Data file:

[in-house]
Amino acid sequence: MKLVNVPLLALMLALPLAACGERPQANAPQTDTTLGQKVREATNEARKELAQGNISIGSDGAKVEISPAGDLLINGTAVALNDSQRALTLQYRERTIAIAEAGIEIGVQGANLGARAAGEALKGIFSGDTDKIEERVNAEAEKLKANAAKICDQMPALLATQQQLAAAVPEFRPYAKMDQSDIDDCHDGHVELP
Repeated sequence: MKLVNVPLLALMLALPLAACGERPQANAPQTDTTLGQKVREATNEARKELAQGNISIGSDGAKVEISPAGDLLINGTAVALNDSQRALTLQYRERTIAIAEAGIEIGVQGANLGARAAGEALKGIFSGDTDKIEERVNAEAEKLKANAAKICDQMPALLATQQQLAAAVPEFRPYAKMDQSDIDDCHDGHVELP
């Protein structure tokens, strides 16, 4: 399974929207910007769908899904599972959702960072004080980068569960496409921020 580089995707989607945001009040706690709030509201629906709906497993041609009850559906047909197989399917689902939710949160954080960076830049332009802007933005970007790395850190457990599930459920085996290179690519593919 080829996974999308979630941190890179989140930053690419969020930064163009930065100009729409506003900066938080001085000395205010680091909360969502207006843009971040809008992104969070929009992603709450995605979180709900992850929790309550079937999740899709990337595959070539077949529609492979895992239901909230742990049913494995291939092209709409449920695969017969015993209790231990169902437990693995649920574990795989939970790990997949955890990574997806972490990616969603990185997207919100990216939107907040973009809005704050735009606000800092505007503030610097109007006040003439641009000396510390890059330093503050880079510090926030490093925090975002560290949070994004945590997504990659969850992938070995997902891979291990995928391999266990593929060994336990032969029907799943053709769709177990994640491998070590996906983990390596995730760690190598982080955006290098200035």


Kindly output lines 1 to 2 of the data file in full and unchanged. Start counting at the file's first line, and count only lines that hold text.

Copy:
[in-house]
Amino acid sequence: MKLVNVPLLALMLALPLAACGERPQANAPQTDTTLGQKVREATNEARKELAQGNISIGSDGAKVEISPAGDLLINGTAVALNDSQRALTLQYRERTIAIAEAGIEIGVQGANLGARAAGEALKGIFSGDTDKIEERVNAEAEKLKANAAKICDQMPALLATQQQLAAAVPEFRPYAKMDQSDIDDCHDGHVELP